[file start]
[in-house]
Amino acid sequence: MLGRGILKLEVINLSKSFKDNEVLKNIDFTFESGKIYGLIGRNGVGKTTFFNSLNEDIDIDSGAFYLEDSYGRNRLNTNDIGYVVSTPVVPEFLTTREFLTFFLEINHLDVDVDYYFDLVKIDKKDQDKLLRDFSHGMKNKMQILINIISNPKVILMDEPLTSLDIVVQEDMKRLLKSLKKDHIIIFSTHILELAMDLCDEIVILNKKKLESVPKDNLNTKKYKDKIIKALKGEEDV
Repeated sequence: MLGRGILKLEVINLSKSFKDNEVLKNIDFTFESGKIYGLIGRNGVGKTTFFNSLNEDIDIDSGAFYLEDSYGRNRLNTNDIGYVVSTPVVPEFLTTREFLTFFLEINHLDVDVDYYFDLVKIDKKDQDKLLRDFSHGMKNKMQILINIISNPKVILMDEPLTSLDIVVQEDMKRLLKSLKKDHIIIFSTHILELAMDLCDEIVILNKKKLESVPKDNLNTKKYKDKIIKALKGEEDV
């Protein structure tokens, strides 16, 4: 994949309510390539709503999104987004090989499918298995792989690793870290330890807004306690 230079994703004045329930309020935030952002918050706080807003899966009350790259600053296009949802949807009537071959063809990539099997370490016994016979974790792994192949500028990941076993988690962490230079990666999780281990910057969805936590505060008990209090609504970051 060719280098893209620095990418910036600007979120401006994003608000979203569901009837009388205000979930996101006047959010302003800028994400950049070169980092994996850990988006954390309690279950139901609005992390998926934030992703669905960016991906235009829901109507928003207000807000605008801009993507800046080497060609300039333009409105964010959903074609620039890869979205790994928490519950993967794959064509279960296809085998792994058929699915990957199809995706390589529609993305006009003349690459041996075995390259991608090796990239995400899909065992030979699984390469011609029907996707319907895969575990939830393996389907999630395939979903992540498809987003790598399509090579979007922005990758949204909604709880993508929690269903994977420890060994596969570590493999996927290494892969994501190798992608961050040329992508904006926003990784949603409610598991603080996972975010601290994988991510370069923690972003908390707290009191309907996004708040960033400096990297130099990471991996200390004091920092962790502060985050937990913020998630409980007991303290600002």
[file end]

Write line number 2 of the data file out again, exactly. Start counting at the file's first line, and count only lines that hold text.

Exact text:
Amino acid sequence: MLGRGILKLEVINLSKSFKDNEVLKNIDFTFESGKIYGLIGRNGVGKTTFFNSLNEDIDIDSGAFYLEDSYGRNRLNTNDIGYVVSTPVVPEFLTTREFLTFFLEINHLDVDVDYYFDLVKIDKKDQDKLLRDFSHGMKNKMQILINIISNPKVILMDEPLTSLDIVVQEDMKRLLKSLKKDHIIIFSTHILELAMDLCDEIVILNKKKLESVPKDNLNTKKYKDKIIKALKGEEDV